Date of Award

4-29-2014

Document Type

Restricted Access Dissertation

Degree Name

Doctor of Education in Learning, Leadership, and Community

Department

Department of Educational Leadership, Learning, and Curriculum

Committee Chair

Kathleen Norris

Committee Member

Katherine Donahue

Committee Member

Denise Baxter

Abstract

Research priorities in nursing education include identifying education models focused on caring for diverse patient populations in various settings (NLN, n.d.). The purpose of this qualitative study was to explore, discover, and analyze the values, beliefs, and practices of newly licensed registered nurses enrolled in an RN-BS completion program participating in a cultural and clinical immersion experience in Senegal, West Africa. Leininger’s Culture Care Diversity and Universality Theory, ethnonursing research method, and research enablers provided the conceptual framework for this research. A purposeful sample of six newly licensed RN-BS nursing students who chose the international cultural and clinical immersion experience participated in the study. The analysis of the data revealed three major themes: (a) experience of care or caring, (b) experience of community, and (c) experience of transformation. The results show that the participants expanded their worldview on nursing and gained the diverse perspectives of nurses from another culture. The findings from this study illustrate the value of a global learning experience and support immersion experiences as a means to prepare new nurses to care for patients from diverse populations.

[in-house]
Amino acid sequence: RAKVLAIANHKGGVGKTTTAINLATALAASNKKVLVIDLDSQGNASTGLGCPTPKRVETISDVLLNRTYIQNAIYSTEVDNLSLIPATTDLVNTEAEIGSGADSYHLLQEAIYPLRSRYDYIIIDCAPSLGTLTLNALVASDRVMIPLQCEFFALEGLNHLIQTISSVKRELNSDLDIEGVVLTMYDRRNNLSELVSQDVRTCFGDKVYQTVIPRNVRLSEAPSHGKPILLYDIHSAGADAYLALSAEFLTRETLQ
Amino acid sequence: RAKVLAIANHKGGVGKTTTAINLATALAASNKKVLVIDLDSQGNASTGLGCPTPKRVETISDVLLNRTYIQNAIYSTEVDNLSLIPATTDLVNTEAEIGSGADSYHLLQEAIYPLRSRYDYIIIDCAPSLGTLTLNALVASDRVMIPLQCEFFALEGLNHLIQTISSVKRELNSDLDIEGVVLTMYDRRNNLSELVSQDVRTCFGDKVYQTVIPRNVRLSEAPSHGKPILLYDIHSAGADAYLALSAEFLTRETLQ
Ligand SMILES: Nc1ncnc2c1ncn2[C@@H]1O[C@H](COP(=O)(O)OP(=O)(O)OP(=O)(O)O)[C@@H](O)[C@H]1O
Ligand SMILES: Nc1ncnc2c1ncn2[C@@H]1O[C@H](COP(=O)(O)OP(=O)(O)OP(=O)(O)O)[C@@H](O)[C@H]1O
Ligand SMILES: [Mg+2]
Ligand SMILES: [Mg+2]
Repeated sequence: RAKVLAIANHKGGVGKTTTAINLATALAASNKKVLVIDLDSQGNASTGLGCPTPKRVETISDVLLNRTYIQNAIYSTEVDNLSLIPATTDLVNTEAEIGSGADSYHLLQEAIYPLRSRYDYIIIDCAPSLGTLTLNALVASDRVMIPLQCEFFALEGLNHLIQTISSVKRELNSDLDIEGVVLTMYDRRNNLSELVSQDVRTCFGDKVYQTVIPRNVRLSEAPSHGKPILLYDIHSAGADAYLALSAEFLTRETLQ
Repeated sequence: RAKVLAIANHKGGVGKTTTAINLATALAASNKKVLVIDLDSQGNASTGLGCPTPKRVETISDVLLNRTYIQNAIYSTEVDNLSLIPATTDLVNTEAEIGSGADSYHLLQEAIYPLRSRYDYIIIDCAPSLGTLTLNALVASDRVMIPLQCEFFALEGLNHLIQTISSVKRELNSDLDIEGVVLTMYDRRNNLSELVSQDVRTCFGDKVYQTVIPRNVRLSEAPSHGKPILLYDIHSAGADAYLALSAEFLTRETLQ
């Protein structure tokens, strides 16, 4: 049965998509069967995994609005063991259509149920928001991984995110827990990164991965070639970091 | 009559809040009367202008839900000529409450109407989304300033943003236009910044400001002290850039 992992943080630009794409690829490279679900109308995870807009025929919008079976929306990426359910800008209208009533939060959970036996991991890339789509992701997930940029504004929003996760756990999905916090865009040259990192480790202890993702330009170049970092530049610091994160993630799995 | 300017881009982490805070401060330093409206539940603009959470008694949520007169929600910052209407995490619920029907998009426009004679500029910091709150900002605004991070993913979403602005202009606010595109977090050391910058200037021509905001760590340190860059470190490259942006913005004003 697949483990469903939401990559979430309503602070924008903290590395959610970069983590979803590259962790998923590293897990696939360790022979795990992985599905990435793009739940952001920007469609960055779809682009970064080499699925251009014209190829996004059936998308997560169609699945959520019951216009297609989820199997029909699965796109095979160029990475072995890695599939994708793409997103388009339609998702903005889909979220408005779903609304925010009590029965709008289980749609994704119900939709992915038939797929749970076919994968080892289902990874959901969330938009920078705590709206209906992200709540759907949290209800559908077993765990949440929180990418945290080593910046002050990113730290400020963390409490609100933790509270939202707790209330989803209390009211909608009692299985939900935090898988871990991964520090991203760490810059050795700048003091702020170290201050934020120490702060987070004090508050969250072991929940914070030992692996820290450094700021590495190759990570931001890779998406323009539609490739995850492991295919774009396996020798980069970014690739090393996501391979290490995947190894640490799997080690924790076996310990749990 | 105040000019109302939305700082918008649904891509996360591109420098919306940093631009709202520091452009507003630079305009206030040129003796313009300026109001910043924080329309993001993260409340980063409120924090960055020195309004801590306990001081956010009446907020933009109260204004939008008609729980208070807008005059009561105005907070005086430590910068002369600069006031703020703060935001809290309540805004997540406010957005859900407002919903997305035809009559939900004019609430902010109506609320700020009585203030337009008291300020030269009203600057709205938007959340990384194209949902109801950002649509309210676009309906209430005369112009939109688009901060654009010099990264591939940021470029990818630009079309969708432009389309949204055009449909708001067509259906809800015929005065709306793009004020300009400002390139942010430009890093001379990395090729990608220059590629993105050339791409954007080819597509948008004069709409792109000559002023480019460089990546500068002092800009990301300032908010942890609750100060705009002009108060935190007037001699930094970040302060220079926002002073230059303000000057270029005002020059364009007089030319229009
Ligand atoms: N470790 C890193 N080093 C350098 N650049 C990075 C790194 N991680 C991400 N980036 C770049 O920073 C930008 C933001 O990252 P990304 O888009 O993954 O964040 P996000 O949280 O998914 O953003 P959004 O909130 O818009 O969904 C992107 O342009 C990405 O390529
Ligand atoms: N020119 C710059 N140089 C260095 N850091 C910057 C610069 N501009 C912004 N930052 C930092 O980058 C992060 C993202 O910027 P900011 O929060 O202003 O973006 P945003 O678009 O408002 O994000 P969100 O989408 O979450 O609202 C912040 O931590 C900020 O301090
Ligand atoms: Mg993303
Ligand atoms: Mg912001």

Share

COinS